I first "met" Matt several months ago right after we had put up the new Phoebe blog - he left us a nice comment on some post or another and invited us to have a look around his own blog, EditWrite. So I did, and found this great essay called "My Annie Dillard Story." But don't read it yet - first scroll down and read his bio and then the interview, which took place over email from late October to late November. Only after that should you head over to his site.
Matt Ellsworth graduated from Mason in 2004 with a concentration in fiction. While he was at Mason, he taught freshman composition and a few creative writing classes. He also served as the fiction editor of Phoebe. Since leaving Mason, he has worked with numerous non-profit organizations and spent a brief stint reading slush for Zoetrope: All-Story; he now lives in Arizona with his wife and daughter, and he produces a variety of web and print projects as part of the communications team at a philanthropic foundation, which seeks to support the state's biosciences field. He blogs at EditWrite.
And now, the interview:
On your blog, EditWrite, you've said "though I write to make a living, I love reading more." As I understand it, you're a writer for a non-profit organization in Arizona, and you freelance on the side. Have these responsibilities changed your writing and reading habits since you studied at Mason? If so, how?
Half the time, I think I'm one of those alums who make Bill Miller cringe. I'm definitely screwing up the average for Mason writers who have won the National Book Award for fiction.
I've barely picked up my lucky fiction-writing pencil at all since finishing the MFA, and I certainly haven't read as much as I did in the program. A sense of regret doesn't eat away at the core of my being, but I do miss it and I more fully understand the statement various people have made about the main benefit of the MFA being space and time--the space and time to step outside of a daily slog and learn something about The Writing Life.
Today's excuses for not working on a story or finishing that book gathering dust on my nightstand are pretty good--wife with the flu, two year-old daughter pooping in the shower, big deadline at work, construction crew ripping out the street beneath our bedroom window at 5:30 am. But they're still excuses.
From a more psychological standpoint, I've found over the past couple of years that I don't have a bottomless well of writerly energy. Not that anyone has ever accused me of being Philip Roth, but I'm not. In fact, at times when my writing in the workplace has been most intense, I even have to bail on the simplest, no-imagination-required freelance editing jobs.
The good side of that, to be sure, is that I am writing in the workplace every day. That's enormously gratifying. The work I do now, drafting articles about proteomics and biosurfactants and God knows what else, requires its own skill set, as was the case in my last job as a grant writer for a child-welfare agency. And the skill set I'm honing now does share an ancestor with that of a fiction writer.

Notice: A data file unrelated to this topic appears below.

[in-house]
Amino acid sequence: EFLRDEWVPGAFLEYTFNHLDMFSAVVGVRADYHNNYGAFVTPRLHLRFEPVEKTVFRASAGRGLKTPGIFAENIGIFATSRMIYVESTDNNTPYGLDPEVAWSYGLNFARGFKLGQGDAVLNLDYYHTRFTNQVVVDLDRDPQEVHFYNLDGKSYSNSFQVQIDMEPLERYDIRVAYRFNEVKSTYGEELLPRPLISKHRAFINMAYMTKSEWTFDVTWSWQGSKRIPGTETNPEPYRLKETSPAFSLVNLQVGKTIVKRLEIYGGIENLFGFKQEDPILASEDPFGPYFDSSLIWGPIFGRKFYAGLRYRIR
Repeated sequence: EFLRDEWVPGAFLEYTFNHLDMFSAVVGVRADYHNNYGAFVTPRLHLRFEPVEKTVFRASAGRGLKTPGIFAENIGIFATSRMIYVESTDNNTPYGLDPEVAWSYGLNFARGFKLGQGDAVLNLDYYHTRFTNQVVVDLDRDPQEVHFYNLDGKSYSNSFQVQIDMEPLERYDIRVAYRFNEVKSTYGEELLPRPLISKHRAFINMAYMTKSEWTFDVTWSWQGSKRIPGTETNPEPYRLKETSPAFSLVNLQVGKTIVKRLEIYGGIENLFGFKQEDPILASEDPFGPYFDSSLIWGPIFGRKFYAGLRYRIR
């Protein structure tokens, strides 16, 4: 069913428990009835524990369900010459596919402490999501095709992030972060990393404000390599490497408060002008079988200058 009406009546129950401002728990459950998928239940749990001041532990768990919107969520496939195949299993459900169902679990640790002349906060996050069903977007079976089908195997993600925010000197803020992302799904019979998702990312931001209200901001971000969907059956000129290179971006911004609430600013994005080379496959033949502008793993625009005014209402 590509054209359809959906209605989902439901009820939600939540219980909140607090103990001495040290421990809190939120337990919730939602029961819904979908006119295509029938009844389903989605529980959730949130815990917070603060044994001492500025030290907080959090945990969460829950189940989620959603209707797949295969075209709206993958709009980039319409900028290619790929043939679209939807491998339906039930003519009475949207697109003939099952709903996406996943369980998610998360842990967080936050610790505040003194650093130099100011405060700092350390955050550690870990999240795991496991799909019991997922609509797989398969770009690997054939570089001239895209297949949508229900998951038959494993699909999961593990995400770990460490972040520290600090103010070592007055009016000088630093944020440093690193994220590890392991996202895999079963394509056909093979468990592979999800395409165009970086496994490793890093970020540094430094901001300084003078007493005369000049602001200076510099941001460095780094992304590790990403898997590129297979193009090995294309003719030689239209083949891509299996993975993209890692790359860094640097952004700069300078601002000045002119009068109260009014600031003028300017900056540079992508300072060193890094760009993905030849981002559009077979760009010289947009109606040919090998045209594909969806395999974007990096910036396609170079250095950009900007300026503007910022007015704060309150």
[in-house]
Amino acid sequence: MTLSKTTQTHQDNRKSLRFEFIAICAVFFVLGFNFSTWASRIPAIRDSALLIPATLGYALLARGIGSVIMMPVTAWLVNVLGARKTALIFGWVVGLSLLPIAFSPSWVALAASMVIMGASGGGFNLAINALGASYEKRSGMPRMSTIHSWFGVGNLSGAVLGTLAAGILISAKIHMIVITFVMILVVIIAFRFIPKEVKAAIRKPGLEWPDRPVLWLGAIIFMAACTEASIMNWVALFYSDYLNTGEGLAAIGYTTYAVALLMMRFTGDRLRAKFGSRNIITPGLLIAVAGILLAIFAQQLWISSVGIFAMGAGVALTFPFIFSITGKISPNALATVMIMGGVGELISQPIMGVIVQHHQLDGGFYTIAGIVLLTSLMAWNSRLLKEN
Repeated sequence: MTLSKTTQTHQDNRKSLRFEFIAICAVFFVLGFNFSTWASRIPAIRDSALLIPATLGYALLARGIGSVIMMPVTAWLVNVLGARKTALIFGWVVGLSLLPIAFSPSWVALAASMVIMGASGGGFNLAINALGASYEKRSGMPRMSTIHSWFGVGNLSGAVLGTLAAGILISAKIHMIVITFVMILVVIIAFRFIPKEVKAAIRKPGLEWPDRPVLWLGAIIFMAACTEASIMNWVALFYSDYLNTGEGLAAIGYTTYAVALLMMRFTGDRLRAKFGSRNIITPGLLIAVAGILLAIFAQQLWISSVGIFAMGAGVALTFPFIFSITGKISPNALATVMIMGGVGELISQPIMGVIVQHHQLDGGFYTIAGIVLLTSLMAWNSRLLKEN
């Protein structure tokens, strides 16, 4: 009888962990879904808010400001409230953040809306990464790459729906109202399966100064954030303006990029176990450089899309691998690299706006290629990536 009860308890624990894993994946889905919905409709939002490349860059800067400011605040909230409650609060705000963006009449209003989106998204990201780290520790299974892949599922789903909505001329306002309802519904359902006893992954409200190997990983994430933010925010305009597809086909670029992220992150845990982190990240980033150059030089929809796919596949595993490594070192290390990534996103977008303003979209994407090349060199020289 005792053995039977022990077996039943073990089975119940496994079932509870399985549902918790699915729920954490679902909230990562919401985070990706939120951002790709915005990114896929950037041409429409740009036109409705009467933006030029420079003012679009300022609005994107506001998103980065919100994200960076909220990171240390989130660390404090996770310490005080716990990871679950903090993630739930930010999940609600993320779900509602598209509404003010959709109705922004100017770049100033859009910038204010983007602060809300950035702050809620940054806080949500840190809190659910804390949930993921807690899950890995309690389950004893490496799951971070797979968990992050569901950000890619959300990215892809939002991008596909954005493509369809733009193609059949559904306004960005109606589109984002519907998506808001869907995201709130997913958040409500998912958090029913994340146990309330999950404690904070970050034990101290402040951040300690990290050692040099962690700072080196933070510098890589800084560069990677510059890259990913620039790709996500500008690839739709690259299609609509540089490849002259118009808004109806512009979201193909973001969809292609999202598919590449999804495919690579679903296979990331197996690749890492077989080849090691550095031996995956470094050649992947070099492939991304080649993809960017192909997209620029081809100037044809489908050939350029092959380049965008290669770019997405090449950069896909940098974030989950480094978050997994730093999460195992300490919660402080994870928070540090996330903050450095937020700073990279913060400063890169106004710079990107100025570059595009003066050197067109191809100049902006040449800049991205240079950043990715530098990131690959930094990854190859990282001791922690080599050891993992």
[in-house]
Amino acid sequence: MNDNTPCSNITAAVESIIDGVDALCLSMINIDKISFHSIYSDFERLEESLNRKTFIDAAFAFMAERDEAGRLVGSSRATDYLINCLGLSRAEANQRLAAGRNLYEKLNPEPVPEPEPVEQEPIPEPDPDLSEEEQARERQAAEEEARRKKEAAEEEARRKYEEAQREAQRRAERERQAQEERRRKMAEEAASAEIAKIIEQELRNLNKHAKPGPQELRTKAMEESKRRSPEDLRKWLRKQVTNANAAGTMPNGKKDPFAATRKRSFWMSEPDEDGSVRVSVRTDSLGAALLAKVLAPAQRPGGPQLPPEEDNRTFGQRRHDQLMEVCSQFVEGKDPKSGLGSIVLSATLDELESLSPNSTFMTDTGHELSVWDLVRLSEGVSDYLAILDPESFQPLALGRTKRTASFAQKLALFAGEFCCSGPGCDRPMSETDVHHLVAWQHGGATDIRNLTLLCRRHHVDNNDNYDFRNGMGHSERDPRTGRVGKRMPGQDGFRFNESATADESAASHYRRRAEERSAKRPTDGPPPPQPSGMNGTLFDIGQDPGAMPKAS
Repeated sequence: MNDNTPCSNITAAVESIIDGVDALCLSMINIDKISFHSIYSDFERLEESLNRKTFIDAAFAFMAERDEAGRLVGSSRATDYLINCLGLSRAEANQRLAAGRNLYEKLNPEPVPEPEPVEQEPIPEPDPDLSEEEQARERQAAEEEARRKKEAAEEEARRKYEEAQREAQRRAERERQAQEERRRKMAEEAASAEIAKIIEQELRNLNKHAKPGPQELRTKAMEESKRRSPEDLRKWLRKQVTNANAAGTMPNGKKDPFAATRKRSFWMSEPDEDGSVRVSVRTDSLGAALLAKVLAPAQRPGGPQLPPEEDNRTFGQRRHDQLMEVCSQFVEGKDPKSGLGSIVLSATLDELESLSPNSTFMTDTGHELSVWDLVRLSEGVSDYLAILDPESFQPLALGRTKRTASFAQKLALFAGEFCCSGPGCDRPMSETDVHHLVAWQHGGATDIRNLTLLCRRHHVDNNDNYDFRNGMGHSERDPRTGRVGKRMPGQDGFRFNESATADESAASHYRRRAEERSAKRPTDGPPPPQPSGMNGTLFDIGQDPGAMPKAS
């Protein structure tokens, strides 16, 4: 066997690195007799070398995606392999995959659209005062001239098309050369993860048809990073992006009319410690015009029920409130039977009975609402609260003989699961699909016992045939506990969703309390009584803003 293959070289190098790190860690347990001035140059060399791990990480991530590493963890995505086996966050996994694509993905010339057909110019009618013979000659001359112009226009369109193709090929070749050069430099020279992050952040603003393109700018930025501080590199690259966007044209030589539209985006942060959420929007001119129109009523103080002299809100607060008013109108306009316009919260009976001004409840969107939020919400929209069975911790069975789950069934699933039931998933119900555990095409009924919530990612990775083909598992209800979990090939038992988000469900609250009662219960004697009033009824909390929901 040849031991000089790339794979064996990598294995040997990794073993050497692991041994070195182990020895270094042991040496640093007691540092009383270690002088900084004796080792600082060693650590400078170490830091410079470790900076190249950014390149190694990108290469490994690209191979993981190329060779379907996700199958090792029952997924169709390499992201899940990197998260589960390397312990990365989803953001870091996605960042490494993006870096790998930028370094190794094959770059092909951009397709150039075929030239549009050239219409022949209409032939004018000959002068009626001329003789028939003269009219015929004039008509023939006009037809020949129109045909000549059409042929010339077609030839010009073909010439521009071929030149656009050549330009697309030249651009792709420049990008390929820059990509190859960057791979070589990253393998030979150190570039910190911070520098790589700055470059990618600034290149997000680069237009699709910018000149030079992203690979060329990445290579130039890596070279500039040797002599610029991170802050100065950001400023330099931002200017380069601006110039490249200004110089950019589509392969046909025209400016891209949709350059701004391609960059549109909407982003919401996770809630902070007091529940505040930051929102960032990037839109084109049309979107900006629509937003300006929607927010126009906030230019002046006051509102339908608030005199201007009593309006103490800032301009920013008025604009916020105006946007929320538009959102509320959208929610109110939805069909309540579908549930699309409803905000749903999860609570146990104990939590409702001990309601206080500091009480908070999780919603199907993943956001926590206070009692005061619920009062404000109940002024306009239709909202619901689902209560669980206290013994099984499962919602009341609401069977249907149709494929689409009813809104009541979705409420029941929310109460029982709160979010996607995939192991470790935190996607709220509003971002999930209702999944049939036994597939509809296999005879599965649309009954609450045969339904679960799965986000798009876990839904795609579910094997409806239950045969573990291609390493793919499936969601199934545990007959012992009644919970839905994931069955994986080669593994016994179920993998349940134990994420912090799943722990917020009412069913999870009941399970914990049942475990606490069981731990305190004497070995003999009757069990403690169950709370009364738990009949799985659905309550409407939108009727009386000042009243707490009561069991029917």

But I think what you're saying about this ancestral relationship between fiction writing and professional writing is interesting, and it might be one of those connections MFA students miss in the scramble for fellowships and teaching jobs. Would you care to talk more about the similarities between the two skill sets? How the writing program at Mason prepared you for that transition (if at all)?
Or, if you'd rather a more concrete question, how did you get into grant-writing/non-profit work?
I have one real regret about my time in Mason's program--I made no serious effort to try out professional writing, despite all the opportunities for that in the DC metro area. Probably the most useful action I could have taken as a student would have been to find an internship or part-time job that would have yielded clips. I got a sense of how interesting that writing could be in Alan's literary journalism course (which I think should be required every semester), but by then I was nearly out of the program.
We moved to Berkeley after I finished, where I might have found a job teaching, but I said I wanted to write for a living. For four months, the closest I got was slush-pile reading for Zoetrope, a great experience that did nothing for the checkbook. Eventually, while futilely applying for jobs at grocery stores and REI, and working a few hours a week for an after-school tutoring program, I got my "break." The director of the tutoring program left, and the overarching nonprofit hired me as the replacement. The curse and blessing of such a tiny nonprofit--it had four full-time staff--is how little institutional infrastructure exists to support or restrict you. I was able to build out the tutoring program, get some experience recruiting and managing staff, and when the development director was "released," I started helping out with grant-proposal and report writing, plus some agency print and web publications.
That experience got me a grant-writing position for a much bigger operation, and there training as a fiction writer began to pay off. Richard Ford said something about fiction writing being a kind of impersonation, and my task felt like that: to represent for funders, as if it were mine, the expertise of really talented clinicians and administrators. Essentially, I had to attend to voice and audience. And having spent some time in workshops, it didn't bother me when a program director asked me to include something in a proposal and the chief executive officer told me to take it out. My colleagues apparently found that as impressive as any writing I did.